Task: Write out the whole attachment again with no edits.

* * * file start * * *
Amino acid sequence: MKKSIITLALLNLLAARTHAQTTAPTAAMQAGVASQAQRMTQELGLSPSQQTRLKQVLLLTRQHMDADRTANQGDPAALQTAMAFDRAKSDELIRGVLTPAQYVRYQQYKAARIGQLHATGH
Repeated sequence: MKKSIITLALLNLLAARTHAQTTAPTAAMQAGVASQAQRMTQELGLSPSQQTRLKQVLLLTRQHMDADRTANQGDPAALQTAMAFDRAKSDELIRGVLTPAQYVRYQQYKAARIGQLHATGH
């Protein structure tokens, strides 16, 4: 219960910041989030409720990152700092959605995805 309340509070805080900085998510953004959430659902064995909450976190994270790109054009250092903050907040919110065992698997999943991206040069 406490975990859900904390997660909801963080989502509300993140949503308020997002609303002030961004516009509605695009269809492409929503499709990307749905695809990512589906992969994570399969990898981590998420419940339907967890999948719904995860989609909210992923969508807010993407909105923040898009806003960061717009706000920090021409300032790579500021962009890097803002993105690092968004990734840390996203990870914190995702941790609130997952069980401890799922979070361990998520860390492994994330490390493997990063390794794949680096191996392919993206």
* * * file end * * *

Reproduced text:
Amino acid sequence: MKKSIITLALLNLLAARTHAQTTAPTAAMQAGVASQAQRMTQELGLSPSQQTRLKQVLLLTRQHMDADRTANQGDPAALQTAMAFDRAKSDELIRGVLTPAQYVRYQQYKAARIGQLHATGH
Repeated sequence: MKKSIITLALLNLLAARTHAQTTAPTAAMQAGVASQAQRMTQELGLSPSQQTRLKQVLLLTRQHMDADRTANQGDPAALQTAMAFDRAKSDELIRGVLTPAQYVRYQQYKAARIGQLHATGH
């Protein structure tokens, strides 16, 4: 219960910041989030409720990152700092959605995805 309340509070805080900085998510953004959430659902064995909450976190994270790109054009250092903050907040919110065992698997999943991206040069 406490975990859900904390997660909801963080989502509300993140949503308020997002609303002030961004516009509605695009269809492409929503499709990307749905695809990512589906992969994570399969990898981590998420419940339907967890999948719904995860989609909210992923969508807010993407909105923040898009806003960061717009706000920090021409300032790579500021962009890097803002993105690092968004990734840390996203990870914190995702941790609130997952069980401890799922979070361990998520860390492994994330490390493997990063390794794949680096191996392919993206």